Bayer Pharma AG

Essence of this Article

For more than 20 years, routine preventive anticoagulant therapy has been the standard of care after major orthopaedic surgery. It has been shown to be both effective and associated with a low risk of postoperative bleeding complications. Thromboprophylaxis has proven to be cost-effective in moderate- and high-risk general surgery patients. In acutely ill, hospitalized medical patients, pharmacological prophylaxis is also recommended. Anticoagulant drugs are designed to inhibit the coagulation cascade to modulate the formation of thrombi. Traditional agents tend to target multiple factors in the cascade. Since 2008, a number of single-target novel oral anticoagulants have become available.

Pharmacological prophylaxis for venous thromboembolism

For more than 20 years, routine preventive anticoagulant therapy has been the standard of care for major orthopaedic surgery:59

  • Pharmacologic measures to prevent venous thromboembolism (VTE) in surgical patients are both effective and associated with a low risk of postoperative bleeding complications
  • Thromboprophylaxis has proven to be cost-effective in moderate- and high-risk general surgery patients

In acutely ill, hospitalized medical patients, pharmacological prophylaxis is also recommended, although the optimal duration of therapy is not known.63

Despite the well-recognized risks of VTE, the rate of provision of appropriate prophylaxis remains low in general hospital patients. A multinational, cross-sectional audit including 32 countries — the ENDORSE (Epidemiologic International Day for the Evaluation of Patients at Risk for Venous Thromboembolism in the Acute Hospital Care Setting) survey — revealed that:64

  • 64% of surgical patients were at risk for VTE, but only 58.5% of these received recommended prophylaxis
  • 41.5% of medical patients were also at risk, but only 39.5% of these received recommended prophylaxis
  • Only half the patients deemed to be at risk of VTE received appropriate thromboprophylaxis, although this percentage varied between countries

Pharmacological prophylaxis for venous thromboembolism survey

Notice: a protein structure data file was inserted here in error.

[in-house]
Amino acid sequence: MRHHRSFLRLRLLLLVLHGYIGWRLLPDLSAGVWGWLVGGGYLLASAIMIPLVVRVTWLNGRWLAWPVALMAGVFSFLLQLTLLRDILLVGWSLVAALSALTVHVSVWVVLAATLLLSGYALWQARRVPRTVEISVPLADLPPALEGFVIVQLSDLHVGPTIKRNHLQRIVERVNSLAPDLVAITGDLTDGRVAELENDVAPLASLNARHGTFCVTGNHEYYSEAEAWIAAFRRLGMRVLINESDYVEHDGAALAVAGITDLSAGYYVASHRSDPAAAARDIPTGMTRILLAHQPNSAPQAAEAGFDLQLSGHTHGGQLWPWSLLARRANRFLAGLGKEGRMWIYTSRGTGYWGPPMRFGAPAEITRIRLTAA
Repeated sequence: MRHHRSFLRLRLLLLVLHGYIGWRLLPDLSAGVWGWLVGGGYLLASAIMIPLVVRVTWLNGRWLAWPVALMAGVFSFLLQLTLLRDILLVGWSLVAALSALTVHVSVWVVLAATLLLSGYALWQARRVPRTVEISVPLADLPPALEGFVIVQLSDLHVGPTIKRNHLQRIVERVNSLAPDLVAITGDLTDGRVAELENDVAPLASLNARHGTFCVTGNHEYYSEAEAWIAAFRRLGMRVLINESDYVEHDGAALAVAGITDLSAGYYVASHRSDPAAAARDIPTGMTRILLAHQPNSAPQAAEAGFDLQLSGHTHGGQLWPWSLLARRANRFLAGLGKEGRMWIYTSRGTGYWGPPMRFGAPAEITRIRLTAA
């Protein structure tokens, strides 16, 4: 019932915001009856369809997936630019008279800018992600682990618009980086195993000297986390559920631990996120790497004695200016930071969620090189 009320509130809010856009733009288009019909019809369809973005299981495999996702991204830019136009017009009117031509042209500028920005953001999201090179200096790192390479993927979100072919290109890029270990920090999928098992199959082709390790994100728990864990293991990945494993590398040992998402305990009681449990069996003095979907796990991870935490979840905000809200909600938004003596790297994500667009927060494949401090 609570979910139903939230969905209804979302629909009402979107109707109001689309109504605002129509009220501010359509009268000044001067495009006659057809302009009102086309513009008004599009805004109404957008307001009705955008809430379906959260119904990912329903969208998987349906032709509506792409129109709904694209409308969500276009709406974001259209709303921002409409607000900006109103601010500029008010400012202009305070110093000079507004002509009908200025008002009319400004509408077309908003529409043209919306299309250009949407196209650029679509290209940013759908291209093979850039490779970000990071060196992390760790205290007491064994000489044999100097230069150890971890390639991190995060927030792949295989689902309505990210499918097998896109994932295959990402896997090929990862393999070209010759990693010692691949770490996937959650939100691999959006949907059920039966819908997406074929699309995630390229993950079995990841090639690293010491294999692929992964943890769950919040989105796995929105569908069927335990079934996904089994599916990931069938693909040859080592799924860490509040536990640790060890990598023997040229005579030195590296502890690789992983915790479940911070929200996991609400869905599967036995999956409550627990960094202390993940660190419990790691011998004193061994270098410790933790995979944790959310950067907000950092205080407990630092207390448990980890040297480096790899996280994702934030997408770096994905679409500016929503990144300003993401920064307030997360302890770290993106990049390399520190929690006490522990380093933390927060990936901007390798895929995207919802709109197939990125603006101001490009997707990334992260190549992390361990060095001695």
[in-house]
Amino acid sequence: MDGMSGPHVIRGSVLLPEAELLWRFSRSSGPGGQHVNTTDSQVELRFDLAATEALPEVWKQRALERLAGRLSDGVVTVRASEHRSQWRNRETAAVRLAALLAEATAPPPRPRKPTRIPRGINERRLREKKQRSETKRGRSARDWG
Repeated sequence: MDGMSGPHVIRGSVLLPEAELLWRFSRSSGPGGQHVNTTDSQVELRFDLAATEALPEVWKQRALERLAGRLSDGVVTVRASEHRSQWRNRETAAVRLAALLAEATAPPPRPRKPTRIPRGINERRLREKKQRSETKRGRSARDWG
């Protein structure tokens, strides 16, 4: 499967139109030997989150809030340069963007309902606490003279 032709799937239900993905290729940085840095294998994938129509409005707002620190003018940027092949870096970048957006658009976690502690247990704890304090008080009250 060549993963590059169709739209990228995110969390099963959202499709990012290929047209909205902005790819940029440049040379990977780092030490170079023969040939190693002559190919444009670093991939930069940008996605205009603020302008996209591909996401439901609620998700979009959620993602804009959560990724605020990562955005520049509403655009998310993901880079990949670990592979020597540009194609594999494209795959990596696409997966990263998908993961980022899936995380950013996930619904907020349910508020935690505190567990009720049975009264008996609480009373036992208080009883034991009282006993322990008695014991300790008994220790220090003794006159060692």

Proportions of patients (A) at risk of VTE and (B) receiving recommended prophylaxis. Data from the ENDORSE survey.64 VTE, venous thromboembolism.

These findings suggest a need for hospital-wide strategies to ensure appropriate preventive care for all patients at risk.

The optimal duration of anticoagulation needed to prevent VTE is an important aspect of care:

  • In surgical patients, the risk of VTE remains high and persists after hospital discharge, particularly after total hip replacement surgery54
  • The 2012 American College of Chest Physicians (ACCP) guidelines recommend thromboprophylaxis for a minimum of 10–14 days after total hip or knee replacement surgery and suggest extending thromboprophylaxis in the outpatient period for up to 35 days from the day of surgery65
  • In non-surgical patients thromboprophylaxis is usually administered for 6–14 days and, although there is evidence that the risk of VTE may persist beyond this time, the benefits of extended thromboprophylaxis have not been shown to outweigh the risks of bleeding.66-68 There has been a renewed focus on identifying at-risk groups of medically ill patients who would benefit from extended-duration thromboprophylaxis – for more information, click here
Anticoagulants and their targets

Anticoagulants and their targets. VKAs inhibit the synthesis of Factors II, VII, IX and X. The heparins inhibit Factor Xa and thrombin indirectly through AT, and fondaparinux indirectly inhibits Factor Xa alone via AT. Rivaroxaban, apixaban and edoxaban directly inhibit Factor Xa and several anticoagulants, including dabigatran, directly inhibit thrombin. AT, antithrombin; TF, tissue factor; VKA, vitamin K antagonist.